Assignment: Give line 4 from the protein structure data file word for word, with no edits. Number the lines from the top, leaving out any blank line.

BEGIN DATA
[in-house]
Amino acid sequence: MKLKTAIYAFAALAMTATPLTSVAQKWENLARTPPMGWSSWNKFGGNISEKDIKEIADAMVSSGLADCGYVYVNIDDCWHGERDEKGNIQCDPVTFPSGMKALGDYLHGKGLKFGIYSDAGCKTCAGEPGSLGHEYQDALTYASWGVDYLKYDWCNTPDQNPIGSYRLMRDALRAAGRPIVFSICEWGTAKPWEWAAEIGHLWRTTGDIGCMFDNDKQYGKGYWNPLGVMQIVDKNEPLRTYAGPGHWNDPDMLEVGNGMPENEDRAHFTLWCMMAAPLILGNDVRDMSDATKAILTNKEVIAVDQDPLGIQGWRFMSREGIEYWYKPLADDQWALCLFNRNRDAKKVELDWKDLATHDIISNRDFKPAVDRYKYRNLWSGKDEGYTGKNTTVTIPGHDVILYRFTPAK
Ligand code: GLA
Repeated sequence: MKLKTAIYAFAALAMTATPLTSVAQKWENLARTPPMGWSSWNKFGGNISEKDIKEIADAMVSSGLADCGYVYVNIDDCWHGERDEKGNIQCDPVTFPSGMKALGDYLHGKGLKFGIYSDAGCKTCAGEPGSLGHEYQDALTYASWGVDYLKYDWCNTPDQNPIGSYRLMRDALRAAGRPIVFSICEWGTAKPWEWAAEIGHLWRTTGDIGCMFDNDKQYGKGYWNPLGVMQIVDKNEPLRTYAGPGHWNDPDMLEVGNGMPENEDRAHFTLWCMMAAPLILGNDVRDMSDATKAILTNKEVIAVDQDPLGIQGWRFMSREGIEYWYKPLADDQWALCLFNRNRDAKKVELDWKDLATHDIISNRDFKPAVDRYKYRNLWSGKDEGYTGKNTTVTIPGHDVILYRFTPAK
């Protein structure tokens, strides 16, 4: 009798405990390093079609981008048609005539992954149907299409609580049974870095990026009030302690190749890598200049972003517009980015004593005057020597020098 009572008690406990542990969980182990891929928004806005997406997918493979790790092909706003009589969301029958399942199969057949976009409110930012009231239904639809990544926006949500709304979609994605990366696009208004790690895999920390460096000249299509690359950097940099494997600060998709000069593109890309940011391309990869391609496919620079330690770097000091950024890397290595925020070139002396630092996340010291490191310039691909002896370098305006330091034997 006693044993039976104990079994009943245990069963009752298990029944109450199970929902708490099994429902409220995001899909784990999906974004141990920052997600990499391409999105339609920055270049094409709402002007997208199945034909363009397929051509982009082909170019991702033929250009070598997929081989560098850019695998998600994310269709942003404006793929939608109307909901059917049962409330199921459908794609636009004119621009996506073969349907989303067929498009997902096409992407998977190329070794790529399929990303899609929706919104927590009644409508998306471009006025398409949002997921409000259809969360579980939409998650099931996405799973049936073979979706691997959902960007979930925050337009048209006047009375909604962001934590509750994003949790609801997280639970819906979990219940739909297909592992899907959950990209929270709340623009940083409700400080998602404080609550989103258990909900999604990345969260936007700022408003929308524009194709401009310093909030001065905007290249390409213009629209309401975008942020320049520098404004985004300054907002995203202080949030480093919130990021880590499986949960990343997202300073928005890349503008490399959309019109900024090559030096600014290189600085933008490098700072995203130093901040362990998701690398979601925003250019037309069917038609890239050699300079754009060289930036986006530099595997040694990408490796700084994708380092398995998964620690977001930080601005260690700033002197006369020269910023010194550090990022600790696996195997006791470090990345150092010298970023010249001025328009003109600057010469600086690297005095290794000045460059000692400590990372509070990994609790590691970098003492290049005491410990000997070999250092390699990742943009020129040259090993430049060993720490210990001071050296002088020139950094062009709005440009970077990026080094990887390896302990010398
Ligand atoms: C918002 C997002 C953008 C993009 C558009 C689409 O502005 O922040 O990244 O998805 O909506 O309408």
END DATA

Repeated sequence: MKLKTAIYAFAALAMTATPLTSVAQKWENLARTPPMGWSSWNKFGGNISEKDIKEIADAMVSSGLADCGYVYVNIDDCWHGERDEKGNIQCDPVTFPSGMKALGDYLHGKGLKFGIYSDAGCKTCAGEPGSLGHEYQDALTYASWGVDYLKYDWCNTPDQNPIGSYRLMRDALRAAGRPIVFSICEWGTAKPWEWAAEIGHLWRTTGDIGCMFDNDKQYGKGYWNPLGVMQIVDKNEPLRTYAGPGHWNDPDMLEVGNGMPENEDRAHFTLWCMMAAPLILGNDVRDMSDATKAILTNKEVIAVDQDPLGIQGWRFMSREGIEYWYKPLADDQWALCLFNRNRDAKKVELDWKDLATHDIISNRDFKPAVDRYKYRNLWSGKDEGYTGKNTTVTIPGHDVILYRFTPAK